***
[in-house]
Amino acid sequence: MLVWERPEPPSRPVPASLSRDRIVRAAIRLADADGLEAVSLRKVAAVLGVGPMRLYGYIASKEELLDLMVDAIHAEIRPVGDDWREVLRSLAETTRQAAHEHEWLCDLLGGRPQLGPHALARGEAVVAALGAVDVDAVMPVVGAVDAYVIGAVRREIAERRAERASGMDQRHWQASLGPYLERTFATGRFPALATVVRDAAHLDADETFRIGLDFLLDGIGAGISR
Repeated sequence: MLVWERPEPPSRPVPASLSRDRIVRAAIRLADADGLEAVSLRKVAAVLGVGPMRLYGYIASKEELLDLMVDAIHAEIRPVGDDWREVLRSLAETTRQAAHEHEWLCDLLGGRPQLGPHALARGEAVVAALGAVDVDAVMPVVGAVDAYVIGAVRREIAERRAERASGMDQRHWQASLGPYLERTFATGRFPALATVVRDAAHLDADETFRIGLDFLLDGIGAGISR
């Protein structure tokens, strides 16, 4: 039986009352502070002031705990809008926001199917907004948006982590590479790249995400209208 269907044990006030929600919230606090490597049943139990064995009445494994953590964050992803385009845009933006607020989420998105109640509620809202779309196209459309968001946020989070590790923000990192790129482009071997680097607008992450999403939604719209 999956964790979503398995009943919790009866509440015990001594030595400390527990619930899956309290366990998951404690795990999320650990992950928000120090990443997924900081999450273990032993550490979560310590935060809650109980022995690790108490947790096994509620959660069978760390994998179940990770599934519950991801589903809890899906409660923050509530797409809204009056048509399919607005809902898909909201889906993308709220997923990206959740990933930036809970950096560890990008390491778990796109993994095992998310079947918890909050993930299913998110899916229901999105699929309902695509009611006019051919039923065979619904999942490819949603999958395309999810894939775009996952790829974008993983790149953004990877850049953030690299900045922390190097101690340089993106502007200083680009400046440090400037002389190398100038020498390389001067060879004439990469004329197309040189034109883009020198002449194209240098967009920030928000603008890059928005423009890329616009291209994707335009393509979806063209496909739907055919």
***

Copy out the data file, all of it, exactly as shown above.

[in-house]
Amino acid sequence: MLVWERPEPPSRPVPASLSRDRIVRAAIRLADADGLEAVSLRKVAAVLGVGPMRLYGYIASKEELLDLMVDAIHAEIRPVGDDWREVLRSLAETTRQAAHEHEWLCDLLGGRPQLGPHALARGEAVVAALGAVDVDAVMPVVGAVDAYVIGAVRREIAERRAERASGMDQRHWQASLGPYLERTFATGRFPALATVVRDAAHLDADETFRIGLDFLLDGIGAGISR
Repeated sequence: MLVWERPEPPSRPVPASLSRDRIVRAAIRLADADGLEAVSLRKVAAVLGVGPMRLYGYIASKEELLDLMVDAIHAEIRPVGDDWREVLRSLAETTRQAAHEHEWLCDLLGGRPQLGPHALARGEAVVAALGAVDVDAVMPVVGAVDAYVIGAVRREIAERRAERASGMDQRHWQASLGPYLERTFATGRFPALATVVRDAAHLDADETFRIGLDFLLDGIGAGISR
């Protein structure tokens, strides 16, 4: 039986009352502070002031705990809008926001199917907004948006982590590479790249995400209208 269907044990006030929600919230606090490597049943139990064995009445494994953590964050992803385009845009933006607020989420998105109640509620809202779309196209459309968001946020989070590790923000990192790129482009071997680097607008992450999403939604719209 999956964790979503398995009943919790009866509440015990001594030595400390527990619930899956309290366990998951404690795990999320650990992950928000120090990443997924900081999450273990032993550490979560310590935060809650109980022995690790108490947790096994509620959660069978760390994998179940990770599934519950991801589903809890899906409660923050509530797409809204009056048509399919607005809902898909909201889906993308709220997923990206959740990933930036809970950096560890990008390491778990796109993994095992998310079947918890909050993930299913998110899916229901999105699929309902695509009611006019051919039923065979619904999942490819949603999958395309999810894939775009996952790829974008993983790149953004990877850049953030690299900045922390190097101690340089993106502007200083680009400046440090400037002389190398100038020498390389001067060879004439990469004329197309040189034109883009020198002449194209240098967009920030928000603008890059928005423009890329616009291209994707335009393509979806063209496909739907055919």